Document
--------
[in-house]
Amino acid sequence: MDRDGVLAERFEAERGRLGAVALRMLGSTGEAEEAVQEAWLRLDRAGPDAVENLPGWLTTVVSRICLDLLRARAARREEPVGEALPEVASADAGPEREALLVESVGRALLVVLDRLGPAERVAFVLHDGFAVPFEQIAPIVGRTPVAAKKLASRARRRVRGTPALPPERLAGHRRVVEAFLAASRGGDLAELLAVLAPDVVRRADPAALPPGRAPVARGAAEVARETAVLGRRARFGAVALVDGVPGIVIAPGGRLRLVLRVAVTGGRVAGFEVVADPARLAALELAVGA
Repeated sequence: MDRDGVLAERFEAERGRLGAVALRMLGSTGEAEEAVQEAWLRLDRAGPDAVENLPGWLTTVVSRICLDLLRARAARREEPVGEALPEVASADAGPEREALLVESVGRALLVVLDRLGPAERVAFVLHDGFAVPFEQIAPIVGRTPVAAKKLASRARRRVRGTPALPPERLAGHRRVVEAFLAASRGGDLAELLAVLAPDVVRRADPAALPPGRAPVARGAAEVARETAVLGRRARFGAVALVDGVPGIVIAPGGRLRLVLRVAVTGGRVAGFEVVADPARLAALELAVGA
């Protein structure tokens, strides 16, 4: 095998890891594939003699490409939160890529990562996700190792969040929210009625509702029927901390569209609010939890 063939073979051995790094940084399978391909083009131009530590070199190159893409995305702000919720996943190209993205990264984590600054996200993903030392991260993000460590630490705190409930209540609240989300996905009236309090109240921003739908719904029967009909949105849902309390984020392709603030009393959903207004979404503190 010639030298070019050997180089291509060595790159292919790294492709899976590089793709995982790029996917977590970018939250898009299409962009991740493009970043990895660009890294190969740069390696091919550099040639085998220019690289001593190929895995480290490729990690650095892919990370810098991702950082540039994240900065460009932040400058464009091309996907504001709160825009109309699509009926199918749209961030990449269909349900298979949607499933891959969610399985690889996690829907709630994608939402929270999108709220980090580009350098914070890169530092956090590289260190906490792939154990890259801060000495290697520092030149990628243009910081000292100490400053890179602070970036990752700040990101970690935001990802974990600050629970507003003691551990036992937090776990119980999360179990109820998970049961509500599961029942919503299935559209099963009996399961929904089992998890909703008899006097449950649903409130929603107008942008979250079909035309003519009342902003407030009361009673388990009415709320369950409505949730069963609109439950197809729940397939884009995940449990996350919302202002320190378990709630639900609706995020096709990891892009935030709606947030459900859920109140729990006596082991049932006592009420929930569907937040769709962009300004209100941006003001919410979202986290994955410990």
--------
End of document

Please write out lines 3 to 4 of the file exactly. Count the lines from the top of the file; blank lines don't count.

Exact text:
Repeated sequence: MDRDGVLAERFEAERGRLGAVALRMLGSTGEAEEAVQEAWLRLDRAGPDAVENLPGWLTTVVSRICLDLLRARAARREEPVGEALPEVASADAGPEREALLVESVGRALLVVLDRLGPAERVAFVLHDGFAVPFEQIAPIVGRTPVAAKKLASRARRRVRGTPALPPERLAGHRRVVEAFLAASRGGDLAELLAVLAPDVVRRADPAALPPGRAPVARGAAEVARETAVLGRRARFGAVALVDGVPGIVIAPGGRLRLVLRVAVTGGRVAGFEVVADPARLAALELAVGA
């Protein structure tokens, strides 16, 4: 095998890891594939003699490409939160890529990562996700190792969040929210009625509702029927901390569209609010939890 063939073979051995790094940084399978391909083009131009530590070199190159893409995305702000919720996943190209993205990264984590600054996200993903030392991260993000460590630490705190409930209540609240989300996905009236309090109240921003739908719904029967009909949105849902309390984020392709603030009393959903207004979404503190 010639030298070019050997180089291509060595790159292919790294492709899976590089793709995982790029996917977590970018939250898009299409962009991740493009970043990895660009890294190969740069390696091919550099040639085998220019690289001593190929895995480290490729990690650095892919990370810098991702950082540039994240900065460009932040400058464009091309996907504001709160825009109309699509009926199918749209961030990449269909349900298979949607499933891959969610399985690889996690829907709630994608939402929270999108709220980090580009350098914070890169530092956090590289260190906490792939154990890259801060000495290697520092030149990628243009910081000292100490400053890179602070970036990752700040990101970690935001990802974990600050629970507003003691551990036992937090776990119980999360179990109820998970049961509500599961029942919503299935559209099963009996399961929904089992998890909703008899006097449950649903409130929603107008942008979250079909035309003519009342902003407030009361009673388990009415709320369950409505949730069963609109439950197809729940397939884009995940449990996350919302202002320190378990709630639900609706995020096709990891892009935030709606947030459900859920109140729990006596082991049932006592009420929930569907937040769709962009300004209100941006003001919410979202986290994955410990």